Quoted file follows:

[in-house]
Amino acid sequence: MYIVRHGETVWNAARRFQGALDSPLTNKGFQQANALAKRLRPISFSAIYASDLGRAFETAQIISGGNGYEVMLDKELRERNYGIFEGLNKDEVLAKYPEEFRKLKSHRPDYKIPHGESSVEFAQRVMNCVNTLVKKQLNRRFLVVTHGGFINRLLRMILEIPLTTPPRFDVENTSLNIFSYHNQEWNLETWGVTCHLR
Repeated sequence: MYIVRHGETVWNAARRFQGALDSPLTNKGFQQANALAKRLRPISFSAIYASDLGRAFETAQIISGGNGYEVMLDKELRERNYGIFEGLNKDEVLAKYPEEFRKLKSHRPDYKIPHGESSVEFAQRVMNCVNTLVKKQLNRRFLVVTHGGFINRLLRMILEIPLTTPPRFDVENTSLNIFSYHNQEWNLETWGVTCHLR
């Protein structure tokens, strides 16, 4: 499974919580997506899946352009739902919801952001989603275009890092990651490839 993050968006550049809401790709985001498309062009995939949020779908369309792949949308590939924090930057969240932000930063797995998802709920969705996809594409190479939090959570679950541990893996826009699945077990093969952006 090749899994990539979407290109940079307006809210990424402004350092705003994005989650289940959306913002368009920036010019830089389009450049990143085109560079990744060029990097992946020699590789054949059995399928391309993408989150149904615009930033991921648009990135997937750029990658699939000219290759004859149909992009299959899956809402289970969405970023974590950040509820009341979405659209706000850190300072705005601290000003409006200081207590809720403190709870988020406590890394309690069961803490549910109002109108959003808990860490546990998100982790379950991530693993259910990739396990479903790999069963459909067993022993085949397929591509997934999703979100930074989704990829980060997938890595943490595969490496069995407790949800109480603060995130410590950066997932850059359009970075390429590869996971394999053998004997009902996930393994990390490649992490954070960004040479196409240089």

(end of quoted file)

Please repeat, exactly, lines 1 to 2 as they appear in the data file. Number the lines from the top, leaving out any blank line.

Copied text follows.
[in-house]
Amino acid sequence: MYIVRHGETVWNAARRFQGALDSPLTNKGFQQANALAKRLRPISFSAIYASDLGRAFETAQIISGGNGYEVMLDKELRERNYGIFEGLNKDEVLAKYPEEFRKLKSHRPDYKIPHGESSVEFAQRVMNCVNTLVKKQLNRRFLVVTHGGFINRLLRMILEIPLTTPPRFDVENTSLNIFSYHNQEWNLETWGVTCHLR